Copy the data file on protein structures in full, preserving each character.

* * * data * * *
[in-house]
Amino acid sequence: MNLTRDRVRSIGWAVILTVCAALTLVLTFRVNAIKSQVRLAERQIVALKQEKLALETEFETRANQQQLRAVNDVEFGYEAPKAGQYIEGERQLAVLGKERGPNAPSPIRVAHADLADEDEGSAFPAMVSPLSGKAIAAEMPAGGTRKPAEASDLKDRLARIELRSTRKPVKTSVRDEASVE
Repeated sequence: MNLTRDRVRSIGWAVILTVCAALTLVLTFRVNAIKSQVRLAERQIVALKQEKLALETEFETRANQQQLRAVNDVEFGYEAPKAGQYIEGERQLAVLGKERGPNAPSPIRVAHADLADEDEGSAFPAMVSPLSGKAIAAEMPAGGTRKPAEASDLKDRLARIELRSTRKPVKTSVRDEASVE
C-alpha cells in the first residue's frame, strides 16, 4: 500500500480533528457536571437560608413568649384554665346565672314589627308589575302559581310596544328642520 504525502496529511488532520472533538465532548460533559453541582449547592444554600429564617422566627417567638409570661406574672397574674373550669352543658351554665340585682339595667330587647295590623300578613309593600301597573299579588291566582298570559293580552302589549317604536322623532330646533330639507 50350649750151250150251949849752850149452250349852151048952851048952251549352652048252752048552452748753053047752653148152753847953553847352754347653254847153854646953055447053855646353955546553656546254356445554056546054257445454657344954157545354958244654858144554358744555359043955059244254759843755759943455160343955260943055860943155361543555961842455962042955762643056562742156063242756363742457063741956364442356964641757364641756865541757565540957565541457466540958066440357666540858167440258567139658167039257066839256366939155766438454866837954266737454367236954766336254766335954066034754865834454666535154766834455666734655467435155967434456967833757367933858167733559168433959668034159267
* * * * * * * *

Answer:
[in-house]
Amino acid sequence: MNLTRDRVRSIGWAVILTVCAALTLVLTFRVNAIKSQVRLAERQIVALKQEKLALETEFETRANQQQLRAVNDVEFGYEAPKAGQYIEGERQLAVLGKERGPNAPSPIRVAHADLADEDEGSAFPAMVSPLSGKAIAAEMPAGGTRKPAEASDLKDRLARIELRSTRKPVKTSVRDEASVE
Repeated sequence: MNLTRDRVRSIGWAVILTVCAALTLVLTFRVNAIKSQVRLAERQIVALKQEKLALETEFETRANQQQLRAVNDVEFGYEAPKAGQYIEGERQLAVLGKERGPNAPSPIRVAHADLADEDEGSAFPAMVSPLSGKAIAAEMPAGGTRKPAEASDLKDRLARIELRSTRKPVKTSVRDEASVE
C-alpha cells in the first residue's frame, strides 16, 4: 500500500480533528457536571437560608413568649384554665346565672314589627308589575302559581310596544328642520 504525502496529511488532520472533538465532548460533559453541582449547592444554600429564617422566627417567638409570661406574672397574674373550669352543658351554665340585682339595667330587647295590623300578613309593600301597573299579588291566582298570559293580552302589549317604536322623532330646533330639507 50350649750151250150251949849752850149452250349852151048952851048952251549352652048252752048552452748753053047752653148152753847953553847352754347653254847153854646953055447053855646353955546553656546254356445554056546054257445454657344954157545354958244654858144554358744555359043955059244254759843755759943455160343955260943055860943155361543555961842455962042955762643056562742156063242756363742457063741956364442356964641757364641756865541757565540957565541457466540958066440357666540858167440258567139658167039257066839256366939155766438454866837954266737454367236954766336254766335954066034754865834454666535154766834455666734655467435155967434456967833757367933858167733559168433959668034159267